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Michael Steinberger has yet to find a French publisher for his new book, and to be frank, he's not all that surprised.

It may have something to do with his contention in Au Revoir to All That: Food, Wine and the End of France that the country's cuisine has become an ossified relic, weighed down by time-worn conventions and overshadowed in many eyes by more innovative cookery in countries such as Spain.

Mr. Steinberger, the wine columnist for Slate online magazine, calls the book a "love letter to France from a concerned friend."

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Unfortunately, he points out, "the French are not interested in what other people think of them, especially when it comes to food."

Perhaps even more so when it's an American telling the French that they are losing - and have been for three decades - the food culture that made the country famous.

Vineyards are going broke, dozens of restaurants are closing each day, artisanal cheeses are disappearing. Even Camembert, one of the country's signature cheeses, is under siege.

"Every year you have thousands of cafés, brasseries and bistros shutter," says Mr. Steinberger, who was in Toronto last week to promote his book. "You've seen an entire food culture in eclipse."

The French blame globalization and the rise of chains such as McDonald's, which now counts France as its second-most profitable market after the United States.

Mr. Steinberger isn't buying it. "Globalization is their catch-all for everything that's wrong with France," he says, but the problem is at home - an "inside job."

Domestic wine consumption has plunged, Mr. Steinberger argues, and decades of a lagging economy and high unemployment mean the average French family just doesn't have the money to eat out regularly at bistros and higher-end restaurants. McDonald's is all they can afford.

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On top of that, the country's high taxes and oppressive labour laws make it next to impossible to make a profit running a restaurant, Mr. Steinberger says.

As a result, chefs with ambition have looked abroad to more fertile markets such as New York and London - where almost half a million French have become what Mr. Steinberger calls "economic refugees."

"French cuisine has stagnated because France has stagnated for the last 30 years," he contends.

He also points to an unwillingness in France to embrace ideas from foreign cultures - which when done poorly can lead to overwrought fusion collisions but when done right can reinvigorate a staid cuisine.

"If you're not interested in what the world is doing, you might be caught off guard when the rest of the world starts to do some good work."

French cuisine is largely living in exile, thanks to a diaspora of chefs such as Daniel Boulud who carry the tradition forward, and also to legions of dedicated Francophiles who flock to places such as Toronto's Le Sélect Bistro, a city institution where La Marseillaise plays on the answering-machine greeting.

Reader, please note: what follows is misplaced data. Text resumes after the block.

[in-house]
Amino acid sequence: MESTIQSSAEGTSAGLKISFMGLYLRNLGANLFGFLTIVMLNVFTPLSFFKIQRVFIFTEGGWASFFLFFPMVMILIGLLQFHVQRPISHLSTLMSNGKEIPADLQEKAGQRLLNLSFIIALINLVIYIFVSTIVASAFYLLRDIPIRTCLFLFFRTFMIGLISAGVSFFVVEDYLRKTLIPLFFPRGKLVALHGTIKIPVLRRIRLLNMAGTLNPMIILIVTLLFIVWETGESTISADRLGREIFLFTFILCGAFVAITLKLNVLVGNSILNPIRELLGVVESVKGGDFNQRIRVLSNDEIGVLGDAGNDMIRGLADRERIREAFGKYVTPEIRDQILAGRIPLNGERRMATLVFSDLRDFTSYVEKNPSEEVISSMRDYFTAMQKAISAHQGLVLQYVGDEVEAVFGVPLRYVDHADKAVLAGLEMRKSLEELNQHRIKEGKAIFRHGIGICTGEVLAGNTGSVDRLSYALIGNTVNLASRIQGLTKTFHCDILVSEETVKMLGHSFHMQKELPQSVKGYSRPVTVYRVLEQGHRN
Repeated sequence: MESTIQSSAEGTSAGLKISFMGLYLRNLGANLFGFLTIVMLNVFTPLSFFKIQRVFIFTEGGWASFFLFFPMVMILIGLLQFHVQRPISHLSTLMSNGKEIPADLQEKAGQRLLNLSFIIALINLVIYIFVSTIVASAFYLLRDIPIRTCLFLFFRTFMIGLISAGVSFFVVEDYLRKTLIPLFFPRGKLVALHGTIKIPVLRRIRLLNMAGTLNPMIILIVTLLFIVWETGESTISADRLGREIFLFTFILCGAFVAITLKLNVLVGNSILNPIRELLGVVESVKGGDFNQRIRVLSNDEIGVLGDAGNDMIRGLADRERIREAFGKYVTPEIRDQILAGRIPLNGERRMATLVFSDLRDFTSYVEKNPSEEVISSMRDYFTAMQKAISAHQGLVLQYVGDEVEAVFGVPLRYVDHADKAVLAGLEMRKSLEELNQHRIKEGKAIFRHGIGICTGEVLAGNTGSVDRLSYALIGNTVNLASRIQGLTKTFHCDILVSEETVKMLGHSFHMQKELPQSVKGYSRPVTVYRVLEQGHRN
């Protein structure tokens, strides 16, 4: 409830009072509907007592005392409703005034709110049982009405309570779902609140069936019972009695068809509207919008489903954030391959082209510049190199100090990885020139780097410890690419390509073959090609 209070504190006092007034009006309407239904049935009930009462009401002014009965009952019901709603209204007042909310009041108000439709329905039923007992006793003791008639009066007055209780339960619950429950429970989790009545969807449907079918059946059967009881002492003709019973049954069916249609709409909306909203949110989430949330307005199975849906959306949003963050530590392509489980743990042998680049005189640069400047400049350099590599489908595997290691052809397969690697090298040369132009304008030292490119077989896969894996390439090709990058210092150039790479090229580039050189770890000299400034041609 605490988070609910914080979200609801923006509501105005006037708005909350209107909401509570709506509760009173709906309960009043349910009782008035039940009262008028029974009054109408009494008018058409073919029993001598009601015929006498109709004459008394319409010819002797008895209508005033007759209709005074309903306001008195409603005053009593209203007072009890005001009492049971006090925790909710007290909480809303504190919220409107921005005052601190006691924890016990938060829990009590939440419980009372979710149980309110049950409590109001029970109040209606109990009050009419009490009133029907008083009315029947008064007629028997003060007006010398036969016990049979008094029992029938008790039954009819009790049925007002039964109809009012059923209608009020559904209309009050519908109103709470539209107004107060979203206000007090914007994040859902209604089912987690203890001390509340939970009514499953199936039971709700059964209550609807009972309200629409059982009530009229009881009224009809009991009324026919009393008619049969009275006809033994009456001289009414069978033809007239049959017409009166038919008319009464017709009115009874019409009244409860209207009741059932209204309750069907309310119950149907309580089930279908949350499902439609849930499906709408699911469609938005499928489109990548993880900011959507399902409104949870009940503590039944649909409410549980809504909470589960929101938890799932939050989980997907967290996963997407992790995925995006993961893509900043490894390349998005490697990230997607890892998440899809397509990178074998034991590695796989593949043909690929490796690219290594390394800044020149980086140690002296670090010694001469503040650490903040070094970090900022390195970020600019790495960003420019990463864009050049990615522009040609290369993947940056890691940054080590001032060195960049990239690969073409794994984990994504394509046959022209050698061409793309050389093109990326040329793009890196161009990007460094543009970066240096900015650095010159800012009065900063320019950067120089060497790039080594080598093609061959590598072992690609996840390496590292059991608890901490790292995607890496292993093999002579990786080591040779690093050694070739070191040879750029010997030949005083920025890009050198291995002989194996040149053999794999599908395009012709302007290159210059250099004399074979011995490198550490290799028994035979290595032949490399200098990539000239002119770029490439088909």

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The funny thing is, sitting in a booth at Le Sélect, Mr. Steinberger doesn't look the least bit like a devotee of all things French, coming off decidedly Gap-American in khakis and a blue shirt. But he says he experienced a culinary epiphany in France at age 13, and he's been obsessed ever since.

"We eat the way we do in New York and Toronto and London because of the French, because of all the French chefs who came here in the 1960s when this was a culinary wasteland," he says. "They created the idea of artisanal local fare and seasonal eating. Those have become mantras. …

"These ideas now live on here to a greater extent than they do in France."

In fact, he says, they may live most exuberantly in Japan, which is doing to French cuisine what it did to cameras, cars and audio gear: first copying it and then even making it better.

Mr. Steinberger isn't sure most French care that they are falling behind, or that you can get a better French meal in Tokyo's Ginza district than you can in some French towns, especially given the current economic climate.

"There is a sort of apathy, a sort of indifference. Maybe it's just a reflection of the times."

The great hope is the "bistronomie" movement, led by a group of rebellious young chefs such as Thierry Breton, Pascal Barbot and Alexandre Bourdas who are modernizing classic French dishes at a price that the average person in France can afford.

Part of that means dispensing with the over-the-top expenditures ($500,000 a year at some restaurants) on flowers and other frippery that for years were believed to be necessary to gain top ratings from the influential Michelin Guide.

The chefs are saying "we are going to cook wonderful food in a different way, we don't want to have these luxe palaces," he said. "They are chefs saying 'Screw the Spanish. We are the great chefs.'"

The bistronomie movement is catching on, but it's tiny.

"My hope with this book is that in some very small way it might encourage the French to think more about what they've had and are losing," Mr. Steinberger says. "Gastronomy is one of the great French contributions to mankind. They created this beautiful art [and]taught the rest of the world how to do it. I'd like to see it continue."

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